21
Sep

The new site is here!

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After more than 5 months of solid work I am delighted to welcome you to the new version of The Environmental Illness Resource!

When I decided it was time for a new site I really didn't appreciate the work it would involve. The original site which I started in 2004 had grown to a total of 1200 pages which all had to be copy and pasted to the new site once I'd got the design and database

system set up. This copy and pasting alone took over 2 1/2 months.

 

Now it's all finished I have to say I am very pleased with the result....I hope you will all agree! When I first had the idea of building my own website about my own illness back in 2004 I never envisaged I'd end up with what The Environmental Illness Resource has now developed into. With the new site registered users can get involved and add to the site in numerous ways including commenting on articles, writing reviews, and writing a blog like this one! There are of course forums, as well as a community system that allows you to get to know fellow registered users (don't worry, registration is free!).

If all this sounds a little complicated when the brain fog is getting the better of you, don't panic, just visit our help section

As those of you who have been regular visitors this year will know, Gloria Gilbère has been contributing a regular column to the site. Gloria overcame health issues including fibromyalgia, leaky gut syndrome and multiple chemical sensitivity by using a natural approach. She now consults with clients worldwide as a naturopath and has written a number of bestselling books on environmental illnesses and natural healthcare approaches. In the future I hope to add similar columns from other leading healthcare professionals who specialize in environmental illnesses. One such individual who has expressed an interest in writing a blog is Prof. Pamela Gibson. Prof. Gibson is Professor of Psychology at James Madison University in Virginia. She has conducted extensive research on the impacts of multiple chemical sensitivity (MCS) on a sufferers life. She is the author of Multiple Chemical Sensitivity: A Survival Guide which I highly recommend.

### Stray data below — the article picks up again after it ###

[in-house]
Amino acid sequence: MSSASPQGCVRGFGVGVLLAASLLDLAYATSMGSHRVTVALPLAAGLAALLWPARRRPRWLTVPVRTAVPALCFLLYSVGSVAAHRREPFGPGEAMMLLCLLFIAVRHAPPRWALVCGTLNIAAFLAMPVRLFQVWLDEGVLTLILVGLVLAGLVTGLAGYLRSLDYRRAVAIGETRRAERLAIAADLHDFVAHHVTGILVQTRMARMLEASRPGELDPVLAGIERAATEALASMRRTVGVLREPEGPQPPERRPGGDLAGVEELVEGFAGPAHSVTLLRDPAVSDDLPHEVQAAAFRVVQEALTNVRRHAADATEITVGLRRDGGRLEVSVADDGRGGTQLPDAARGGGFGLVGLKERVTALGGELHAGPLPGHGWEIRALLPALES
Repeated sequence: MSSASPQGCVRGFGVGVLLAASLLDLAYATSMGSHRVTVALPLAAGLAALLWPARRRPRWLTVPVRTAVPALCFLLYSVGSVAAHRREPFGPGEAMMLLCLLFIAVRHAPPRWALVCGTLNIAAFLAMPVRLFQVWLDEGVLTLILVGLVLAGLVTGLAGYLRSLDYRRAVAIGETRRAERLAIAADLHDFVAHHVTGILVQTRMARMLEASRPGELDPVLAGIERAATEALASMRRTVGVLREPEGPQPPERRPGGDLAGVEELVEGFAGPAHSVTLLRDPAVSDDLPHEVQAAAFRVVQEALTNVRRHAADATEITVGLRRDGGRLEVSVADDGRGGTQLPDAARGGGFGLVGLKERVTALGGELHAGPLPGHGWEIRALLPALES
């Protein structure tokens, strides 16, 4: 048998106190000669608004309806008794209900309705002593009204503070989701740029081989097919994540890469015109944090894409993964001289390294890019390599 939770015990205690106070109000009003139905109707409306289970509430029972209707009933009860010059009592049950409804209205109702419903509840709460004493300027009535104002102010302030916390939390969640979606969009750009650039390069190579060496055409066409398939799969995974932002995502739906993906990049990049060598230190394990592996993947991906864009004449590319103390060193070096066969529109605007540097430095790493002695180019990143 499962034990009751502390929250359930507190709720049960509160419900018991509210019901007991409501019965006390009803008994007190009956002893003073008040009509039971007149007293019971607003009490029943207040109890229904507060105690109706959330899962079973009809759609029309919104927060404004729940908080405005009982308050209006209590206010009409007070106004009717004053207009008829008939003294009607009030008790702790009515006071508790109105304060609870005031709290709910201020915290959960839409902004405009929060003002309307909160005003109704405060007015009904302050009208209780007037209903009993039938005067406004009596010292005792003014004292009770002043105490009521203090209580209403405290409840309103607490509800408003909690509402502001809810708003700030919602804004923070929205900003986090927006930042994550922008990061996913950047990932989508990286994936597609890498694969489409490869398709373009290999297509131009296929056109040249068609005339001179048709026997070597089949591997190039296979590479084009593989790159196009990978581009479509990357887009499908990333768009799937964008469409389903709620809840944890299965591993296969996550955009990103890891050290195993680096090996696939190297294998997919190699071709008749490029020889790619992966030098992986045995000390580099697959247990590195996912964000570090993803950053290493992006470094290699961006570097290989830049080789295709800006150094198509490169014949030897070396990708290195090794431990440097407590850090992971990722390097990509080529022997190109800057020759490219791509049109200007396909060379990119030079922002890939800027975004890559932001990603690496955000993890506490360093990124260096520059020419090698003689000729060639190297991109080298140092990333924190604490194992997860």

I hope you find the new look site helpful in your quest for health and look forward to reading your contributions. If you have any problems or questions please don't hesitate to get in touch.

 

Best of health!

 

The new site is here!Dynamic Neural Retraining Program (DNRS)

 

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  • Hi,

    Welcome to the site. I hope you find the information and resources useful.

    If your DHEA-S is low that certainly be a possible explanation for symptoms including depression, fatigue and intolerance to stress. Exactly what DHEA does and how it works is still being studied but it does seem to help many with these problems and give a general sense of well-being - particularly in people in which it is measured to be low. I too have taken DHEA after having low results on more than one occassion and found it to be a great help. For me it started to work within a week and because it is a steroid hormone the effects increase the longer you take it. I'd certainly expect you to notice a difference within a couple of weeks. Do remember that DHEA being a steroid hormone has the potential for side-effects. 5mg/day is a sensible dose but do discuss these with your doctor.

    I'm not familiar with 'tyro-trypt' but it sounds like it would be a nutritional supplement containing the amino acids tyrosine and tryptophan/5-HTP? If so these nutrients are the building blocks from which important energy and mood boosting neurotransmitters (dopamine, norepinephrine, serotonin) are made in the body. This should therefore have complementary effects to the DHEA and help your symptoms but may take a little longer to work.

    Good luck to you!

    Comment last edited on about 5 years ago by Maff

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